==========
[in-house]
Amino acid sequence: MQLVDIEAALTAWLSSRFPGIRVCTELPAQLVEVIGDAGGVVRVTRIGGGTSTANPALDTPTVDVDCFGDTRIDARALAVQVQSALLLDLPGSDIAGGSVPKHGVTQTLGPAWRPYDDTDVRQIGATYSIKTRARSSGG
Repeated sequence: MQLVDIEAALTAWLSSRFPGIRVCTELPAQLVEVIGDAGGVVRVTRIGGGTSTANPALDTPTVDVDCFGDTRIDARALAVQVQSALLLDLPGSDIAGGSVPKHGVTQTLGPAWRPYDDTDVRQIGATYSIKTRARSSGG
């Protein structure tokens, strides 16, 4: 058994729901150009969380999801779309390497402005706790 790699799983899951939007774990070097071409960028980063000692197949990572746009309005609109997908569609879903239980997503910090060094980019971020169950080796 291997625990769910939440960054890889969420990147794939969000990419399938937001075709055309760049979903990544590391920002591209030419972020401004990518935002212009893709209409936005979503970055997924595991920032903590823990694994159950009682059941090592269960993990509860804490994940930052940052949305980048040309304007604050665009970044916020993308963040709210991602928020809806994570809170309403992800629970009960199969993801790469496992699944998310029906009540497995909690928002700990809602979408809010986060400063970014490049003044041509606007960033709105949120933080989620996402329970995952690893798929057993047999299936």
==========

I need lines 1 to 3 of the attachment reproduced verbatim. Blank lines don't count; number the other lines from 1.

[in-house]
Amino acid sequence: MQLVDIEAALTAWLSSRFPGIRVCTELPAQLVEVIGDAGGVVRVTRIGGGTSTANPALDTPTVDVDCFGDTRIDARALAVQVQSALLLDLPGSDIAGGSVPKHGVTQTLGPAWRPYDDTDVRQIGATYSIKTRARSSGG
Repeated sequence: MQLVDIEAALTAWLSSRFPGIRVCTELPAQLVEVIGDAGGVVRVTRIGGGTSTANPALDTPTVDVDCFGDTRIDARALAVQVQSALLLDLPGSDIAGGSVPKHGVTQTLGPAWRPYDDTDVRQIGATYSIKTRARSSGG